80 F. average high on August 18.
67 F. high on August 18, 2015.
August 19, 2007: Record 24-hour maximum rainfall of 15.10 inches set in Hokah, MN (Houston county). This 24-hour total contributed to the record monthly maximum rainfall of 23.86 inches that was set in Hokah during August of 2007.
August 19, 1980: Strong winds at Belle Plaine severely damage five planes.
Puddles into Saturday - We Should Salvage a Nice Sunday
"Predicting rain doesn't count. Building arks does" mused billionaire uber-investor Warren Buffett. I'm still ark-free, but moss is forming on my northern side and I think I'm growing an umbrella.
This feels like 3 Junes in a row. During a typical August our atmosphere stabilizes, with fewer storms, leading to pockets of drought. Not this summer. Minnesota is teetering on the northern fringe of a sprawling heat dome; wave after wave of stormy weather rippling along the northern periphery of this temperature gradient - each one accompanied by another slug of rain.
A wave of low pressure rippling along an approaching cool front may squeeze out another 1-3 inches of rain by Saturday night. Have a Plan B (indoors) tomorrow with leaky clouds, 60s and a stiff north wind. Sunday will be better as a weak ridge of high pressure treats us to sunshine and 70s. The nicer lake day, by far.
While we whine about a rainy Saturday shell-shocked residents of Louisiana are facing the biggest U.S. weather disaster since Sandy, in 2012. 40,000 homes damaged or destroyed by flooding. Surreal.
Consistent Model Runs: Saturday Soaking. The 00z NAM run prints out nearly 3" of additional rain by late Saturday night. Sustained winds reach 20-30 mph from the northwest late Saturday and Saturday night as temperatures fall through the 60s into the 50s. Perfectly normal for early October. Translation: Saturday will be a lousy lake day - Sunday looks better, brighter and drier, but still on the cool side.
Cooler Than Average September? At some point the law of averages catches up with you and the weather swings in the opposite direction. We've been trending warmer than average for all of 2016; a mild La Nina cooling of the Pacific may pull cooler than average air into the Northern Plains and Upper Midwest next month, while temperatures continue to bake from Seattle to Anchorage. Source: NOAA CFS and WeatherBell.
File photo: "In this file photo, neighborhoods are flooded with oil and water two weeks after Hurricane Katrina went though New Orleans, September 12, 2005." REUTERS/Carlos Barria.
13 Years After Northeast Blackout, U.S. Power Grid Remains Vulnerable. Here's an excerpt from a Wall Street Journal article: "...A coordinated attack on just nine of the nation’s 55,000 electrical substations could cause a blackout across the country, a Federal Energy Regulatory Commission report found in 2014. Through the American Recovery and Reinvestment Act, the Energy Department has spent $4.5 billion over the past few years to modernize the electrical grid. Most of that funding, which was more than matched by private dollars, went to “smart grid” efforts, with a notable focus on energy storage and creating stable power in multiple locations. This is just the beginning of what’s needed for infrastructure nationally if the goal is a decentralized (and, ultimately, renewable) electrical grid that ensures power even under extreme conditions..."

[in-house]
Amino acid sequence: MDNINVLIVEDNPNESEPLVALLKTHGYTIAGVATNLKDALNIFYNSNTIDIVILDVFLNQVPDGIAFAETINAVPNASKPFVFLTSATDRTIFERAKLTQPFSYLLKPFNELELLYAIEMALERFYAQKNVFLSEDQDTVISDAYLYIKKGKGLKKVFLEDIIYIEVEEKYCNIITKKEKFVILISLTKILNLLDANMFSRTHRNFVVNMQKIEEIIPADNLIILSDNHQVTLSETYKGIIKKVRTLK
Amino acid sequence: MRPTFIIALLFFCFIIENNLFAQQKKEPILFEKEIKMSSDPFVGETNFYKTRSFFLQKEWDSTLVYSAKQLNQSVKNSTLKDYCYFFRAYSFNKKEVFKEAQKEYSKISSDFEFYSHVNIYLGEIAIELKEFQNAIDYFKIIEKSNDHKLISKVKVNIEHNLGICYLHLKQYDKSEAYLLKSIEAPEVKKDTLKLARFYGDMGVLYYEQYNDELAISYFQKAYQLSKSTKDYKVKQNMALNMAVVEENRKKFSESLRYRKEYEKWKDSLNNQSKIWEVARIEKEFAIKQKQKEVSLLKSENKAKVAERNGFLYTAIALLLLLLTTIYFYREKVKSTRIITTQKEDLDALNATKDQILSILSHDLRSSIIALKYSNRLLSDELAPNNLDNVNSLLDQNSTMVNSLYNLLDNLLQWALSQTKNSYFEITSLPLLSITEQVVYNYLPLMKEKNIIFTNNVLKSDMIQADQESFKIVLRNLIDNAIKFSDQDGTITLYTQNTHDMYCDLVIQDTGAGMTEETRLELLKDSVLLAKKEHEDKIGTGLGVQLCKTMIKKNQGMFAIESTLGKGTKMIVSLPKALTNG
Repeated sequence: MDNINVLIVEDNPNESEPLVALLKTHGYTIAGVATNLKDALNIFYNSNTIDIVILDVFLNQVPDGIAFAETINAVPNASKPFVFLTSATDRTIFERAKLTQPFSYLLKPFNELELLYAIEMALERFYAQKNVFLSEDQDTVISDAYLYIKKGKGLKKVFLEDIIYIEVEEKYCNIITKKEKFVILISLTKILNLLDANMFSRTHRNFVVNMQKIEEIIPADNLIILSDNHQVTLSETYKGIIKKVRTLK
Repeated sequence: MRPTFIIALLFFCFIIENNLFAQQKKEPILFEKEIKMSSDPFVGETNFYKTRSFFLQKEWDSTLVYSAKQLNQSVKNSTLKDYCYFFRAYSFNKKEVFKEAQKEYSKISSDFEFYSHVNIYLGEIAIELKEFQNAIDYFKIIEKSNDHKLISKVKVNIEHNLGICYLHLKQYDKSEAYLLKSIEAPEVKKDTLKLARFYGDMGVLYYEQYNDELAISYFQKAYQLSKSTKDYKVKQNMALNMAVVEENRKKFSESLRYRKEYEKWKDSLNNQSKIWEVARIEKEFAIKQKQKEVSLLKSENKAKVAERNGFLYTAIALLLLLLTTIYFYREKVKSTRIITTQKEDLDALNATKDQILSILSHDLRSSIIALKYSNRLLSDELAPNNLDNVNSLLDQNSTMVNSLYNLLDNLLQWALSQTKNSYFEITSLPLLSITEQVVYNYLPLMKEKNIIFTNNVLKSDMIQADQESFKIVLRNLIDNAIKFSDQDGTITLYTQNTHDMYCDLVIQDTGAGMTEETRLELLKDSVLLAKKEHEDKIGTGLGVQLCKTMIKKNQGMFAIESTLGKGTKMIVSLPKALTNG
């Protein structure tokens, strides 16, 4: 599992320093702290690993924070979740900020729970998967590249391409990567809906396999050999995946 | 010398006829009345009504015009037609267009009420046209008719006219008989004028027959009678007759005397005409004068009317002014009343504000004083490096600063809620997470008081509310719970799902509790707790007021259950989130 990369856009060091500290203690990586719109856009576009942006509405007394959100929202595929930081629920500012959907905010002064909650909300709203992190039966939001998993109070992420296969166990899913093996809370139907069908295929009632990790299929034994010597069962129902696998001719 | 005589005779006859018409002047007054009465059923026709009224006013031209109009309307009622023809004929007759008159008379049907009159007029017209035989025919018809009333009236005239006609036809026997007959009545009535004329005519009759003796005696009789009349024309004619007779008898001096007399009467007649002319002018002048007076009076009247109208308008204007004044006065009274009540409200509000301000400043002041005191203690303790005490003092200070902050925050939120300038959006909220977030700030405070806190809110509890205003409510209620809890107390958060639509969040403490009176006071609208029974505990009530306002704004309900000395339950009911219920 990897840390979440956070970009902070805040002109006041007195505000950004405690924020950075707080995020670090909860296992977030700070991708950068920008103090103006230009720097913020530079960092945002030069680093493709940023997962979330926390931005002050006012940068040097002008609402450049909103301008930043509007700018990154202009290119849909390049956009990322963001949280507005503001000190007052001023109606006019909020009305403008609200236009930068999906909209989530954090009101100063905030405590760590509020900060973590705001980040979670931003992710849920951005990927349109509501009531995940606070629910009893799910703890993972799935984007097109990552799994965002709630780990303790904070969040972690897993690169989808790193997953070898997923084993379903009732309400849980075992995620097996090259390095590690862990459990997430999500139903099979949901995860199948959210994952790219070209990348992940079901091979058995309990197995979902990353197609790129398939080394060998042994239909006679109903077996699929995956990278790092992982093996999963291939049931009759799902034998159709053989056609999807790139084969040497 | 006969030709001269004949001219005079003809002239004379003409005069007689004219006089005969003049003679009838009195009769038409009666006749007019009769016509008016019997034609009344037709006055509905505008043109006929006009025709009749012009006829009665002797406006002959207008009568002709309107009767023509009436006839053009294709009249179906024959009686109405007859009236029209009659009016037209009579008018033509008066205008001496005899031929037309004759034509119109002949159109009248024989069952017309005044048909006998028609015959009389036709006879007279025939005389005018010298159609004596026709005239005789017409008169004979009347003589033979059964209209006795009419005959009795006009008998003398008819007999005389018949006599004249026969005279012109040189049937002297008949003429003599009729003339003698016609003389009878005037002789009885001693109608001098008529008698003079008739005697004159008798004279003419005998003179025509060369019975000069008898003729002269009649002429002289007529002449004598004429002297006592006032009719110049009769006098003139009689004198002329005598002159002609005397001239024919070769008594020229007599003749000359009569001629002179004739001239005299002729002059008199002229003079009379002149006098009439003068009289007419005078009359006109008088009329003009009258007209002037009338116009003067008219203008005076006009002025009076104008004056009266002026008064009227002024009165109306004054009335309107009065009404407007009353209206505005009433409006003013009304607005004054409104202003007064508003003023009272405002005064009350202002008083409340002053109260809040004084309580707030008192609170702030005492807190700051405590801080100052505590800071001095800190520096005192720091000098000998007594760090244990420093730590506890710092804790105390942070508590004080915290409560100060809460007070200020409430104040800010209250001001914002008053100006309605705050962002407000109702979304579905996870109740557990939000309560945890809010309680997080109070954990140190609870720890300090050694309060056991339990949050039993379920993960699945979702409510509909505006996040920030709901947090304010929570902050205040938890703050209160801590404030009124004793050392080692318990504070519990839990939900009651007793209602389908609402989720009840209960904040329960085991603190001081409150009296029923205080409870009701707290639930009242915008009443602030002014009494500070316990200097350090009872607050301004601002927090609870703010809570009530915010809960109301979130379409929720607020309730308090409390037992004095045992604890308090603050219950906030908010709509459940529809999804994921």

Photo credit: " Photo: Associated Press.
Photo credit: "The tundra in Yakutia normally melts to a depth of 30-60cm, but this year it has reached a meter." Rex Features.
Photo credit: "The Lewis Center for Environmental Studies at Oberlin College is a zero-energy building."
Photo credit: "
TODAY: Showers, possible thunder. Winds: N 8-13. High: 77
FRIDAY NIGHT: Lingering showers. Low: 60
SATURDAY: Gray and unpleasant. Periods of rain, chilling breeze. Winds: NW 10-15. High: 66
SUNDAY: Partly sunny, nicer day of the weekend. Winds: NW 7-12. Wake-up: 55. High: 74
MONDAY: Sunny, breezy and warmer. Winds: S 10-20. Wake-up: 59. High: 83
TUESDAY: Sticky sun, feels like August again. Winds: S 10-20. Wake-up: 66. High: 87
WEDNESDAY: Showers and T-storms likely. Winds: W 10-15. Wake-up: 69. High: 82
THURSDAY: Partly sunny and pleasant. Winds: NW 7-12. Wake-up: 65. High: 81
Space, Climate Change, and the Real Meaning of Theory. Here's an excerpt of an excellent essay from Piers Sellers at The New Yorker: "...Climate-change deniers in the United States have done a first-class job in spreading confusion and misinformation. As a result, many prominent politicians insist, and get away with insisting, that climate change is a hoax, a mantra that has gained some credibility through sheer repetition. Climate deniers are also fond of saying that global warming is not resolved in science or is “just” a theory. This is a perfect example of Orwellian Newspeak which also flies in the face of three hundred years of scientific progress, in which intellectual argument and conviction must be based on facts and substantiated theories, rather than personal beliefs or biases. It is also dangerous. If nothing is done to reduce carbon emissions over the next couple of decades, our climate models predict that there will be massive changes in the global precipitation and temperature patterns, with huge effects on water and food security, and dramatic sea-level rise..." (Image credit: NASA).
Photo credit: Reuters/Jonathan Bachman. "
Photo credit: "Close to two feet of rain fell over a 48-hour period in parts of southern Louisiana, causing residents to scramble to safety from flooded homes and cars." Photograph: John Oubre/AP.